Category: characters

Book Review:  Aria’s Travelling Book Shop, by Rebecca Raisin

Image belongs to Harper 360.

Title: Aria’s Travelling Book Shop  
Author Rebecca Raisin
Genre:   Fiction
Rating:  4.5 out of 5

This summer will change everything! 

Aria Summers knows what she wants. 

A life on the road with best friend Rosie and her beloved camper-van-cum-book-shop, and definitely, definitely, no romance.

 But when Aria finds herself falling – after one too many glasses of wine, from a karaoke stage – into the arms of Jonathan, a part of her comes back to life for the first time in years. 

Since her beloved husband died Aria has sworn off love, unless it’s the kind you can find in the pages of a book. One love of her life is quite enough.

 And so Aria tries to forget Jonathan and sets off for a summer to remember in France. But could this trip change Aria’s life forever…?

This was such a fun read! I enjoyed Rosie’s story before this, and Aria’s story was just as enjoyable. Tea and books:  my favorites. I relished all the literary references, and Aria has such a knack for landing herself in scrapes that it made me laugh. A quick read that’s just pure pleasure.

Rebecca Raisin loves books. Aria’s Travelling Book Shop is her newest novel.

(Galley courtesy of Harper 360 in exchange for an honest review.)

Book Review:  The Rot, by Siri Pettersen

Image belongs to Arctis Books.
  • Genre:   Fantasy
  • Rating:  5 out of 5

To protect her homeland of Ym, Hirka left it behind. She traveled through the raven rings, a stone circle that can be used as a portal, to an unfamiliar world. A world without the Might, a world where none of the people have tails, a world that seems rotten at its very core. That world is modern-day Europe.

Hirka was supposed to fit in with humans here. And her departure was supposed to be save Ym from the invasion of the blind. Yet none of that has happened. Instead, Hirka finds herself just as much of an outsider among the humans as she was among ymlings—even more so when she discovers that she has blood of the blind running through her veins. Meanwhile back in Ym, Rime—now the Ravenbearer—is fighting an ongoing battle against the blind, not to mention against his fellow Councilors, as well as with his own despair over losing Hirka.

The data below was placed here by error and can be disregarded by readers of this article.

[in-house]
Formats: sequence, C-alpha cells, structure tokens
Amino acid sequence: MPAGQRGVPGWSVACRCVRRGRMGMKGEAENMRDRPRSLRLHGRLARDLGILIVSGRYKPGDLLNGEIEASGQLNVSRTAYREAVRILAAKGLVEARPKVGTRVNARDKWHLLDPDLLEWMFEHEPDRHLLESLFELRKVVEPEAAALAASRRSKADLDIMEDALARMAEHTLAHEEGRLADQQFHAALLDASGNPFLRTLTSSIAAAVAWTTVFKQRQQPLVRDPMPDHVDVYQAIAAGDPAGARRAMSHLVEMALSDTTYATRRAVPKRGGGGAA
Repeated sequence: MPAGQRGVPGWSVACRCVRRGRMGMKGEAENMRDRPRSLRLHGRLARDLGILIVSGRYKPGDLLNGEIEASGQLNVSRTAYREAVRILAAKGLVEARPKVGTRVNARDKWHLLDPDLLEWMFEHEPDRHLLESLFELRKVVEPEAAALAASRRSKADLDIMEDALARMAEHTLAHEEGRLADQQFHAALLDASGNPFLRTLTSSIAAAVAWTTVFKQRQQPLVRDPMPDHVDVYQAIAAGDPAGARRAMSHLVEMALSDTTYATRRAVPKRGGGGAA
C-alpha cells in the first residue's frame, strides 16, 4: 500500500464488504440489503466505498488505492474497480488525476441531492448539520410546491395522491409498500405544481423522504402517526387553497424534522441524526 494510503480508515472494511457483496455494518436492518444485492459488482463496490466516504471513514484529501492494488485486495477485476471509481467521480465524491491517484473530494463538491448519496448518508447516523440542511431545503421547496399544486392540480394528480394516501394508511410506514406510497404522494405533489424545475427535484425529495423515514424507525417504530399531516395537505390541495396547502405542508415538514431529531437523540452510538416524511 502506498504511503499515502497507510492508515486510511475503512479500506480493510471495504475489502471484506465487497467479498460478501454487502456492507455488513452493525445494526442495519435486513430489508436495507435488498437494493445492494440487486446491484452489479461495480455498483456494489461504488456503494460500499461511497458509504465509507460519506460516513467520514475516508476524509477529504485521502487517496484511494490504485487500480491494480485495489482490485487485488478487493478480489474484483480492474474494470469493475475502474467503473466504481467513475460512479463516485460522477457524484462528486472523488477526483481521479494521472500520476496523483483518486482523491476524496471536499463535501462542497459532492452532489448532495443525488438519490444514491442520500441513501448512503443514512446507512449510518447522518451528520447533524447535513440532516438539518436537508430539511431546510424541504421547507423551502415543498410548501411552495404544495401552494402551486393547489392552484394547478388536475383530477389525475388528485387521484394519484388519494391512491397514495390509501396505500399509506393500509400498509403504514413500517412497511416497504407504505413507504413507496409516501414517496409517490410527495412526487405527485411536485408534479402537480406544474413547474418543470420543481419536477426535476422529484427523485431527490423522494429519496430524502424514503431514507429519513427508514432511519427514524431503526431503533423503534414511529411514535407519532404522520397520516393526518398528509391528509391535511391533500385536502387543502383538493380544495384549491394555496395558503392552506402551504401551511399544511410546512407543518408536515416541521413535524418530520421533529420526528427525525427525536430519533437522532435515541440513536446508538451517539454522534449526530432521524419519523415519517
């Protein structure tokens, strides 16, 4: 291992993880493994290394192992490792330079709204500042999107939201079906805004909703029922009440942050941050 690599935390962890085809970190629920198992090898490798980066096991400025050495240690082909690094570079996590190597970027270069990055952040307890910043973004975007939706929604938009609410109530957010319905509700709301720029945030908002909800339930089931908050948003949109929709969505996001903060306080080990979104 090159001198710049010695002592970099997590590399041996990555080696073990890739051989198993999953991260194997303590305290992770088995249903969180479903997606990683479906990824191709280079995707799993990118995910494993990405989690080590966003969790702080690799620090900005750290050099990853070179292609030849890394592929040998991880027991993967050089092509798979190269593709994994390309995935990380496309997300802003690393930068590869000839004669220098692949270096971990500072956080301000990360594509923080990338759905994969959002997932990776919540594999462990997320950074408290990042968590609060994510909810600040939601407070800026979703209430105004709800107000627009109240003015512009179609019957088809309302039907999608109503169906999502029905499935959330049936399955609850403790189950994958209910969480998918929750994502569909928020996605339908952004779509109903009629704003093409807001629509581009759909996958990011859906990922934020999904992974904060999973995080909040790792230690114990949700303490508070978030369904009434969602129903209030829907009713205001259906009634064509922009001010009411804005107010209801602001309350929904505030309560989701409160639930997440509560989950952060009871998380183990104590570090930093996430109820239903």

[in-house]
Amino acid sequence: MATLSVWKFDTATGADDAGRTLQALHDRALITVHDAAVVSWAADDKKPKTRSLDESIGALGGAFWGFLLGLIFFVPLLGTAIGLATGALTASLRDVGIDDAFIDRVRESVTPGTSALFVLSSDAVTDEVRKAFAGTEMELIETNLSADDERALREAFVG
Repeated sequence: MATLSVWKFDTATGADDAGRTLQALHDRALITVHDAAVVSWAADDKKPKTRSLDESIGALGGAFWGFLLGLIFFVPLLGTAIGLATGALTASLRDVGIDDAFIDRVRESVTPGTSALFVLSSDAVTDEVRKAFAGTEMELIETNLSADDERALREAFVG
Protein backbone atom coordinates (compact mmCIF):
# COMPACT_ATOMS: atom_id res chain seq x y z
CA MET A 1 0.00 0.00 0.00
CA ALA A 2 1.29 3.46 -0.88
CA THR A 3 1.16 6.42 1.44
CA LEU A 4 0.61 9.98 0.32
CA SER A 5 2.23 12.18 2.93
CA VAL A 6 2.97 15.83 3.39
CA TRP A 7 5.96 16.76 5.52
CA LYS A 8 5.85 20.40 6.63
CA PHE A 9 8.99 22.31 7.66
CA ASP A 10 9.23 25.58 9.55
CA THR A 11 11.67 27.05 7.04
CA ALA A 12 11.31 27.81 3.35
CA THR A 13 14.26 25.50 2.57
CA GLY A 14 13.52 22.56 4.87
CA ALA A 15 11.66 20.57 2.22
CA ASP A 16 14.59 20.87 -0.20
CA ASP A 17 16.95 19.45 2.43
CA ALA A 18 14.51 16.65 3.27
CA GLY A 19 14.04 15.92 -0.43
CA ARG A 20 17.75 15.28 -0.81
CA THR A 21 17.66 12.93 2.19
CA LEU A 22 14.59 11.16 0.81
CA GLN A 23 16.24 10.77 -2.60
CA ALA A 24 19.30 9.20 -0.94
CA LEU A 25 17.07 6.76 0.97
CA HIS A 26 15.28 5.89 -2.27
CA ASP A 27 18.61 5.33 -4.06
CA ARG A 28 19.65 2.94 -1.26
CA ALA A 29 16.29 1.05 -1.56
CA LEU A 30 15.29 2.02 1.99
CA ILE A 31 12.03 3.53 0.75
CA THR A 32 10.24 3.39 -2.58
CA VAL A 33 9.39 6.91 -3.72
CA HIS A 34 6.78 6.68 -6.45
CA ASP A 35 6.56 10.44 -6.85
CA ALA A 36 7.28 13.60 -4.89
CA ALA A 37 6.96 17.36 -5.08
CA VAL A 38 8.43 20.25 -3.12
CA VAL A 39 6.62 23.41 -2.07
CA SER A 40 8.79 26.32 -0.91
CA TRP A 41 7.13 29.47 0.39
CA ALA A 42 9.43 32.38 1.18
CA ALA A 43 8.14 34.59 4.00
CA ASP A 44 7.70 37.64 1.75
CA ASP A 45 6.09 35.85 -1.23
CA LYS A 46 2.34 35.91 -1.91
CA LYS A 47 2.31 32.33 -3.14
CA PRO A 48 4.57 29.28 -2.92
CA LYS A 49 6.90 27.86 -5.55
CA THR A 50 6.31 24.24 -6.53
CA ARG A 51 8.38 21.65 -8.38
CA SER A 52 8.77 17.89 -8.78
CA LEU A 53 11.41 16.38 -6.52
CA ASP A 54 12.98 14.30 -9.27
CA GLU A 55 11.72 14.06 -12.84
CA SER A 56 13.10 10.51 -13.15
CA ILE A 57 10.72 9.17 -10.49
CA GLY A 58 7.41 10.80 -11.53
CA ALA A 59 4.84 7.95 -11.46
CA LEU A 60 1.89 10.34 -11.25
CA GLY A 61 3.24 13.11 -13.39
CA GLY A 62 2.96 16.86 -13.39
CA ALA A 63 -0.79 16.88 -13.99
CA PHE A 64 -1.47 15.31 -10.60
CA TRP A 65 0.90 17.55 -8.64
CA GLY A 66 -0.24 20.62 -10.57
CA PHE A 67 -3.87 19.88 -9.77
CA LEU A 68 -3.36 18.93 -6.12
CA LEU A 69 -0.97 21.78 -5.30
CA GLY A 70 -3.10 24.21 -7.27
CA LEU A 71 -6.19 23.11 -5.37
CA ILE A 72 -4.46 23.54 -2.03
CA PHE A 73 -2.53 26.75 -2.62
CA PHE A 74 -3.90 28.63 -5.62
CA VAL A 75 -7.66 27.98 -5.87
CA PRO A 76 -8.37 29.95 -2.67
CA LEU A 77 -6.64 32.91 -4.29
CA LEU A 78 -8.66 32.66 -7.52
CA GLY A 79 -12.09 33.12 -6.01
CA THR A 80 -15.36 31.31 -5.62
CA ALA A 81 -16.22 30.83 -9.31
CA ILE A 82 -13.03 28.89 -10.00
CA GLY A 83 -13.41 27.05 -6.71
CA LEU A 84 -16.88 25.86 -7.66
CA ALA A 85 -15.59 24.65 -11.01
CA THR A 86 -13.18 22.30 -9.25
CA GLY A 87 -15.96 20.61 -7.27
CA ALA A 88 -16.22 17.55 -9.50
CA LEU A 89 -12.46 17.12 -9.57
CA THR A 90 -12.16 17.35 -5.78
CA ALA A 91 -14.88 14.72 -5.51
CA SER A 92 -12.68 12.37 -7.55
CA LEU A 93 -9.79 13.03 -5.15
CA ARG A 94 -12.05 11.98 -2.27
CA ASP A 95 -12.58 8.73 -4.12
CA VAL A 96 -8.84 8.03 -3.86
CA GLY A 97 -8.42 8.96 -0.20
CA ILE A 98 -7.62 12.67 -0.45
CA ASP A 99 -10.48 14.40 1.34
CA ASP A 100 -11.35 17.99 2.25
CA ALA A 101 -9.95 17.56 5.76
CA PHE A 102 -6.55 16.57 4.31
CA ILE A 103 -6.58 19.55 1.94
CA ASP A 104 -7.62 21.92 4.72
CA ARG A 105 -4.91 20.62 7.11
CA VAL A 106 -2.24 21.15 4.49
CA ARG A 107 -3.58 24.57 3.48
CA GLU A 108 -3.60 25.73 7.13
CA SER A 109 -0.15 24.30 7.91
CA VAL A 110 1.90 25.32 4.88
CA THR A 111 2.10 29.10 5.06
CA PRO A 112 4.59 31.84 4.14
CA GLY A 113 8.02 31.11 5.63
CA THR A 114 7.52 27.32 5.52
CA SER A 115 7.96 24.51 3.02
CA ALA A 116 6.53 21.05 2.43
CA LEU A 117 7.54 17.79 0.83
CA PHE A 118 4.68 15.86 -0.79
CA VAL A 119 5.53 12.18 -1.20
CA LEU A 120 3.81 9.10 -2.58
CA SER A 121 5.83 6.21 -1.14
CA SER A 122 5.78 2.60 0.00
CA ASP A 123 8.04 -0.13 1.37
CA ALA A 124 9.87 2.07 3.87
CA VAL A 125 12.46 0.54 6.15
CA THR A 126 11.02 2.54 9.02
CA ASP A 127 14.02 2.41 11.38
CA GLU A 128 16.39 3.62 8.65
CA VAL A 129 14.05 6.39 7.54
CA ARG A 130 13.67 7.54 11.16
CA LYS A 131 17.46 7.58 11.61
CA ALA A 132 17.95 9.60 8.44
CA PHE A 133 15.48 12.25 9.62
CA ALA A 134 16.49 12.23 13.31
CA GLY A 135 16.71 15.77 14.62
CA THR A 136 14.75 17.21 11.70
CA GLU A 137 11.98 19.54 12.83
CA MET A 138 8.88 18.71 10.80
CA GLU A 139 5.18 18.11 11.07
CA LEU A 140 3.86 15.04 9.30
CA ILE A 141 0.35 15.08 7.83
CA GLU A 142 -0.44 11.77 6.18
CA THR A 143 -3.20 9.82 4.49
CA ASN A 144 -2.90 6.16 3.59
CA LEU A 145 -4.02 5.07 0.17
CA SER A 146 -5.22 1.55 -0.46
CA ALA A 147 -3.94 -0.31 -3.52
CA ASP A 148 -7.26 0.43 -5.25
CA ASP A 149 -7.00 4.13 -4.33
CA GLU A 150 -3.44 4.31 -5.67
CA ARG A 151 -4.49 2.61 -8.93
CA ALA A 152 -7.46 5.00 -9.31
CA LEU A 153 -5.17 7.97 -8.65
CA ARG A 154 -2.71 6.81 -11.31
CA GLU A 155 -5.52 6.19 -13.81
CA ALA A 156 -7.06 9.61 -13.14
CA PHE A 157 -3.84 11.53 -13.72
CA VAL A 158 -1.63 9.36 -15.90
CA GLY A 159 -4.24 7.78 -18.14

Separated by worlds, unsure who to trust, and hunted for reasons they cannot understand, both Hirka and Rime must find a way to stop a thousand-year-old evil from destroying not only Ym, but every world in existence.

I love this series! Phenomenally well-written, engrossing, and just plain fascinating, I wanted to binge-read the entire thing (except for you know, responsibilities). I liked how Hirka and Rime are forced to grow while being separated by worlds, yet their bond remains strong and sure. I cannot recommend this highly enough!

Siri Pettersen is from Norway and is an award-winning author. The Rot is her newest novel, the second book in The Raven Rings series.

(Galley courtesy of Arctis Books in exchange for an honest review.)

The Best Books I Read in September (2021)

In September, I only read 15 books. I enjoyed three of those books very much.

The Guide, by Peter Heller. This should have felt slow and leisurely, but it ended up being full of building suspense mixed with some phenomenal nature writing. I don’t know a thing about fly fishing, yet I was fascinated by the scenes describing it.

Forestborn, by Elayne Audrey Becker. I really enjoyed this fantasy read about a shifter who works for the king and a magical illness sweeping across the land.

Aria’s Travelling Book Shop, by Rebecca Raisin. This was such a sweet, fun read! It continues the story of the traveling merchants with their tiny shops. Just so much fun!

Book Review: Requiem of Silence, by L. Penelope

Image belongs to St.Martin’s Press.

TitleRequiem of Silence

Author L. Penelope

Genre:  Fantasy

Rating:  4.5 out of 5